Living through a pandemic
in the south of France
533 days in Carcassonne since
1st lockdown in March 2020
DAILY STATISTICS HERE
Happy 45th anniversary to us (C & JJ)
▫️ NEWS DESK
Home is much more comfortable.
✏️ Daily update – National
This Friday 3 September, 13,466 new cases of Covid-19 were recorded in 24 hours, according to figures from Santé publique France, bringing the total number of confirmed cases to 6,812,706 since the beginning of the epidemic. The positivity rate, which measures the number of positive cases in relation to the number of people tested, was 2.6%, identical to the previous day.
The number of patients hospitalised, which had fallen back below the 11,000 mark on Thursday, fell again slightly, to 10,816 compared with 10,934 the previous day, with 624 patients admitted in the last 24 hours. The critical care units, which receive the most seriously ill patients, now have 2,259 patients – including 159 admitted in the last 24 hours – compared to 2,275 on Thursday.
For the past ten days, the number of patients admitted to intensive care units has fluctuated between 2,200 and nearly 2,300 without showing a clear downward trend. Hospital pressure remains particularly strong in Bouches-du-Rhône (934 hospitalised, including 218 in critical care), Martinique (719, including 165) and Guadeloupe (600, including 83).
95 people have died of Covid-19 in hospitals in the last 24 hours, bringing the total number of deaths in this epidemic in France to 114,773.
Since the beginning of the vaccination campaign, 48,995,073 people have received at least one injection (i.e. 72.7% of the total population) and 45,140,579 people have now received the full vaccination schedule (i.e. 67% of the total population).
✏️ Daily update – Regional
The figures relating to the epidemic of Covid-19 communicated this Friday by Santé publique France.
In Aude, 94 patients were hospitalised on Tuesday because of Covid-19, the same number as on Thursday. Among them, 15 are in intensive care (stable figure), 65 in conventional hospitalisation (-1), 13 in follow-up care or long-term care (+1) and 1 in other structures (stable). 2 people were able to go home (1,401 in total since the beginning of the epidemic). No deaths have been reported in the department in the last 24 hours. In total, Covid-19 has killed 394 people in Aude since the beginning of the epidemic.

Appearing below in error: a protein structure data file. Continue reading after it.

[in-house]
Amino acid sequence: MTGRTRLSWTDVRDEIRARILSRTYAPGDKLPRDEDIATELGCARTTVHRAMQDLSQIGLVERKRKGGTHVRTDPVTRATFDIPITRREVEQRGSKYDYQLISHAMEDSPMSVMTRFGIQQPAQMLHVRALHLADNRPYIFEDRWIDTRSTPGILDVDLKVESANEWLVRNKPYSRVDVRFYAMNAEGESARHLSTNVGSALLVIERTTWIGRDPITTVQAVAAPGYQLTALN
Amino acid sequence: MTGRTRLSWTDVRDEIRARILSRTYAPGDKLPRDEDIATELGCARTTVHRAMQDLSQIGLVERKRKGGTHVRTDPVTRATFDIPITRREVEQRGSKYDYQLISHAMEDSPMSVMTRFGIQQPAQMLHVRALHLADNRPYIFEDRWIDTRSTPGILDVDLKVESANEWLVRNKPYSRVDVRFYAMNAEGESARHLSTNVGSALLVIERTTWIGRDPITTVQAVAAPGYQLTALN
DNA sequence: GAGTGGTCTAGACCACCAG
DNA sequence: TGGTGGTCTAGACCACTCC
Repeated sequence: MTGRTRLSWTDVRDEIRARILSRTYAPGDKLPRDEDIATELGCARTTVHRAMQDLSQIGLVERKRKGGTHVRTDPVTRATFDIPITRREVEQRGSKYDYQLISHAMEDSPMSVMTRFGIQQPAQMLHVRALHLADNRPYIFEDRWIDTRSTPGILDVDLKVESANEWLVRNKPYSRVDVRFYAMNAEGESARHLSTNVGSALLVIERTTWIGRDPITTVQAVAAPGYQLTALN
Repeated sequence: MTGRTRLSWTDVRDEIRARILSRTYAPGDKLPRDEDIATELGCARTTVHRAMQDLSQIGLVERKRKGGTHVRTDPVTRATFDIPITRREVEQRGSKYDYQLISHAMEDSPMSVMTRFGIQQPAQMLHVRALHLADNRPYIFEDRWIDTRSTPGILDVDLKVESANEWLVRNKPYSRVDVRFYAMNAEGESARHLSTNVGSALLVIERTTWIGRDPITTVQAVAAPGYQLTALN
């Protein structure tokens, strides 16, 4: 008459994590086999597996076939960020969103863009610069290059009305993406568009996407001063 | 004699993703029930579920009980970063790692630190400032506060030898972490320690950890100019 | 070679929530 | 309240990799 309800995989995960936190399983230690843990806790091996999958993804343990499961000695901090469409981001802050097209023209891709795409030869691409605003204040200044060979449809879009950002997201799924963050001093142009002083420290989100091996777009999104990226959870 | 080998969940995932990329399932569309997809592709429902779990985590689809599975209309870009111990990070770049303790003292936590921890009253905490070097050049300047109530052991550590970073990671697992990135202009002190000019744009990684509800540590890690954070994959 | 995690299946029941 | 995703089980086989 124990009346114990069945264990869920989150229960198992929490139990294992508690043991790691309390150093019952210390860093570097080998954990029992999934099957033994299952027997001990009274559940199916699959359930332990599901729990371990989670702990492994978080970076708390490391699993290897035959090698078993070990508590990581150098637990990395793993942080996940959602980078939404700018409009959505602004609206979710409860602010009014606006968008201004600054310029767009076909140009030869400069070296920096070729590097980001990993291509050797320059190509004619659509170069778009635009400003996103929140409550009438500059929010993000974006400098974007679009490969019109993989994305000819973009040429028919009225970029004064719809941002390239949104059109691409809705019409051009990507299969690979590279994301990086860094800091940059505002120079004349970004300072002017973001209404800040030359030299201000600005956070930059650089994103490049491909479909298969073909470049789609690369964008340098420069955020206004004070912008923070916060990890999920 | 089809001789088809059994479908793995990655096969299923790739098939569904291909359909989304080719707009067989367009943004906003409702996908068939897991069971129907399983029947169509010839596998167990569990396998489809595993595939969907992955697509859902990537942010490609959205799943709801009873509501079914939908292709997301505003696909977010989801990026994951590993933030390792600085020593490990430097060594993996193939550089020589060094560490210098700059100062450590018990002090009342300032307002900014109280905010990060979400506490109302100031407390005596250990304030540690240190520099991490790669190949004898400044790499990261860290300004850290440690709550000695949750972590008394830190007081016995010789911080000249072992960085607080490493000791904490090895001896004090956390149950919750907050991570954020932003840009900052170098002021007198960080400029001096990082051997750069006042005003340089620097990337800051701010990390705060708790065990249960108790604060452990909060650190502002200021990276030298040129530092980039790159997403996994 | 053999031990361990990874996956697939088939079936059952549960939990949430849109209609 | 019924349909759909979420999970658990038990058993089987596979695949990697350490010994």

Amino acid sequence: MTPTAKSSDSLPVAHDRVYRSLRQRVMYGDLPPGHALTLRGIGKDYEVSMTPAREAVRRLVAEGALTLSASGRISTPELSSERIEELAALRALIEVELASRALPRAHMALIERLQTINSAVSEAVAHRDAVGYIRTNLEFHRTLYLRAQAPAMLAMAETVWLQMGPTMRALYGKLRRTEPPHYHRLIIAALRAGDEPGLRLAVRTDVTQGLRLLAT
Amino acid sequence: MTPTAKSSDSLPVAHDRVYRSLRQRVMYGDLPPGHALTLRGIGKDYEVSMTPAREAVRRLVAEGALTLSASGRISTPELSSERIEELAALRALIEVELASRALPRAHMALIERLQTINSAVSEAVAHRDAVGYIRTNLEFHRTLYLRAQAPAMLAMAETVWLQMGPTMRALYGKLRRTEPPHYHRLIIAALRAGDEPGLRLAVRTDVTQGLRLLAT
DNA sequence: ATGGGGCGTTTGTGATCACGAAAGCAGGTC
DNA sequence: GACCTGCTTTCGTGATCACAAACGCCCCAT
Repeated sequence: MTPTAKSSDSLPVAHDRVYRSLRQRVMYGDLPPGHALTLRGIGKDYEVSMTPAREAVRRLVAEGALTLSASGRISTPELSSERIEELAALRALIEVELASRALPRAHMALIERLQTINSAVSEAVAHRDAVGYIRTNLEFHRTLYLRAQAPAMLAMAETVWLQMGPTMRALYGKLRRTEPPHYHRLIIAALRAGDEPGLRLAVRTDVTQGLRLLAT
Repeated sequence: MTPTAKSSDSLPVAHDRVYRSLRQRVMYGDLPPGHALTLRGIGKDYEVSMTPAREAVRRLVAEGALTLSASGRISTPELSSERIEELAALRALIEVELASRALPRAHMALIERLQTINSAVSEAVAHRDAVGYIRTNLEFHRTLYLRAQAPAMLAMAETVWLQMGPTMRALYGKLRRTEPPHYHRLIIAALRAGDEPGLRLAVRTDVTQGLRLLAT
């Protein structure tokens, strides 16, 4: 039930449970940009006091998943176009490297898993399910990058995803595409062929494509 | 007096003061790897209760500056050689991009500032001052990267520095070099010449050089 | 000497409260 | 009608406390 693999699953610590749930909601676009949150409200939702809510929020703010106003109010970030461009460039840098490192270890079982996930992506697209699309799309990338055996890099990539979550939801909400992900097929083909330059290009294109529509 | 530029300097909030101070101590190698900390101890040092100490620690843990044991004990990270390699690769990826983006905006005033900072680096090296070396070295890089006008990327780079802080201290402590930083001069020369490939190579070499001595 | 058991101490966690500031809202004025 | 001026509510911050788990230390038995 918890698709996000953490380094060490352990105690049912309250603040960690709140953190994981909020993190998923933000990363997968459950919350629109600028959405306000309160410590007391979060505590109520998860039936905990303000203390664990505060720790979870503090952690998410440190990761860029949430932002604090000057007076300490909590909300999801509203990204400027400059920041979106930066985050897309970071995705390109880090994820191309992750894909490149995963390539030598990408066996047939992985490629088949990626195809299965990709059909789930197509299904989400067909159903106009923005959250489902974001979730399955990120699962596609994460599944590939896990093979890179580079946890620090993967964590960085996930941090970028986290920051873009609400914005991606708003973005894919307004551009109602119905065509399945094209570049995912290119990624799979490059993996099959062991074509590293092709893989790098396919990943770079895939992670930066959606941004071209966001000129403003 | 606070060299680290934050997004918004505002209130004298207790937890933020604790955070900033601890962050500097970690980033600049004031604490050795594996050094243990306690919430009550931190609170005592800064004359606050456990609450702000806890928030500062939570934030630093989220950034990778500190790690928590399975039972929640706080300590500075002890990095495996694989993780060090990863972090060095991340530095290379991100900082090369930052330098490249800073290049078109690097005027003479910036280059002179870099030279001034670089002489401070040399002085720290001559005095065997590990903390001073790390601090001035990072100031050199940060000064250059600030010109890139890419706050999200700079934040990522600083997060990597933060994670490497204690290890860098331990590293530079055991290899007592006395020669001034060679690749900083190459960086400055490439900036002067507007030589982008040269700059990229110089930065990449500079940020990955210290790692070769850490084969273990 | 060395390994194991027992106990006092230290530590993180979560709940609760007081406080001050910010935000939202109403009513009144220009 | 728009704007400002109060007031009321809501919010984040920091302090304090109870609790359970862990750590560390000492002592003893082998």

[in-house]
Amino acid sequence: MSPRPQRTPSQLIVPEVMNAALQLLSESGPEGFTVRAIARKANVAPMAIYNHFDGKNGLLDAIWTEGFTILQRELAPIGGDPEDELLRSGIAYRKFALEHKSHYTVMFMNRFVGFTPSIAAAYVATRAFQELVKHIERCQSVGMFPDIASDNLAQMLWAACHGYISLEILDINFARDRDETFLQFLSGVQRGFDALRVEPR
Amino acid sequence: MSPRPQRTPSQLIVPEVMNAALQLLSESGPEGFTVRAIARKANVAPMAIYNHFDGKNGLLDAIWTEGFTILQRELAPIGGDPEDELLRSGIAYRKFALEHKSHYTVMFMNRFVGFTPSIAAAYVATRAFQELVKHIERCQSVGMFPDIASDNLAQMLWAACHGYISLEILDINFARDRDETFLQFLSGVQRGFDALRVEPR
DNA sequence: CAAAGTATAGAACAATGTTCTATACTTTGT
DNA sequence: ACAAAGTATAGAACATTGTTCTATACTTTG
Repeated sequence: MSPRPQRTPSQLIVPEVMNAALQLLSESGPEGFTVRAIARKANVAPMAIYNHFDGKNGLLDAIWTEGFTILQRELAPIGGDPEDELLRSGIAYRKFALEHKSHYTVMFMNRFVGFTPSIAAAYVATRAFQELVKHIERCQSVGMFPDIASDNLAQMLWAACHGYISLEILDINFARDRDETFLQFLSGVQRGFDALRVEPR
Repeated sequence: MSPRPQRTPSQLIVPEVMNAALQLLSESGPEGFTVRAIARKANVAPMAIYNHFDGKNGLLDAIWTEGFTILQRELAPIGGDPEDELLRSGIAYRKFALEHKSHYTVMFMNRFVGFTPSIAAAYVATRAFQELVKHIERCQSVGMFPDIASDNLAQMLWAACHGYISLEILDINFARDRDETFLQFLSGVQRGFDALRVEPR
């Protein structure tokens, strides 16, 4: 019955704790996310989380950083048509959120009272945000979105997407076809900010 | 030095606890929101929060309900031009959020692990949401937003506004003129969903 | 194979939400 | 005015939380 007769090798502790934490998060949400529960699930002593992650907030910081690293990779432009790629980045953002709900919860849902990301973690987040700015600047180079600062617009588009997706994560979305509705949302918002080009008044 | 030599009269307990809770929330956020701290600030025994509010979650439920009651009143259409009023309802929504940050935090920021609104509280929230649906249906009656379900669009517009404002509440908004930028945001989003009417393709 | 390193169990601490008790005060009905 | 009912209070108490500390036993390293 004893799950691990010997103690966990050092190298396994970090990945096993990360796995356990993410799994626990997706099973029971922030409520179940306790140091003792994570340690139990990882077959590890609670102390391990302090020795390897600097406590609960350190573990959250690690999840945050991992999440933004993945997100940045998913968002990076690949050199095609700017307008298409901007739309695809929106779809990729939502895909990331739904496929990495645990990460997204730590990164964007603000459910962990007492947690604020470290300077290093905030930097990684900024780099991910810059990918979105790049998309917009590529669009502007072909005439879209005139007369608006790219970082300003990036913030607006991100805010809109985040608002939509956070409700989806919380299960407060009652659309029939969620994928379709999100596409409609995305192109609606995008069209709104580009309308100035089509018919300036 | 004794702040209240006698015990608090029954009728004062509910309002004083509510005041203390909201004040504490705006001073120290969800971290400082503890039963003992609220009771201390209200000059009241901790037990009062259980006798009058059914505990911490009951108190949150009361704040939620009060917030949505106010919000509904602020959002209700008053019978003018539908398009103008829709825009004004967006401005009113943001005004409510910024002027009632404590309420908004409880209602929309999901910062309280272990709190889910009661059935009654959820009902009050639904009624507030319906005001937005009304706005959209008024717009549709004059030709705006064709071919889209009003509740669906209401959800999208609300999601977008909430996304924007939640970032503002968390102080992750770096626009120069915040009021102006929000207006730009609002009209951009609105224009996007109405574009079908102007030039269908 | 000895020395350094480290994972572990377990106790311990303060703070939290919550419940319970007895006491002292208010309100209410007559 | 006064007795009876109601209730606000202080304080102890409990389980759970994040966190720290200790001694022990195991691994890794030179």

The incidence rate is falling this Friday and has fallen below the 200 mark to 191.3 cases per 100,000 inhabitants in the week from 25 to 31 August. However, 200 is the critical threshold set by Emmanuel Macron on 12 July for territorial braking measures. Under these conditions, the prefect of the Aude, Thierry Bonnier, had the possibility of putting an end to the restriction measures he had imposed. But in a press release issued on Friday, the prefecture announced that “the wearing of masks remains compulsory outdoors in areas with a high concentration of people such as open-air markets, the vicinity of schools, particularly at school entry and exit times, shopping streets when there is a large number of people, the vicinity of railway stations and public transport waiting areas, the vicinity of places of worship when entering and leaving services and in all queues, whether in open, covered or closed areas.
In the Pyrénées-Orientales, the number of Covid patients hospitalised is also stable this Friday (112). 18 people are in intensive care (as many as on Thursday), 47 in conventional hospitalization (stable figure), 33 in follow-up care or long-term care (+1) and 14 in other structures (stable). 2 people were able to go home (1,666 in all since the beginning of the epidemic). Two additional deaths are to be deplored in the department this Friday. In the Pyrénées-Orientales, the coronavirus has caused a total of 389 victims in hospital since the beginning of the epidemic, including 9 in the last five days.
In the rolling week from 25 to 31 August, the incidence rate continued to fall to 164.1 cases per 100,000 inhabitants. It was 175.8 in the week from 24 to 30 August.
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▫️ TRAVEL NEWS
Travel Page. has been updated with the latest information below:
02/09: Vaccinated people no longer need a PCR test to enter Panama.
02/09: Australia will not reopen its borders until 17 December.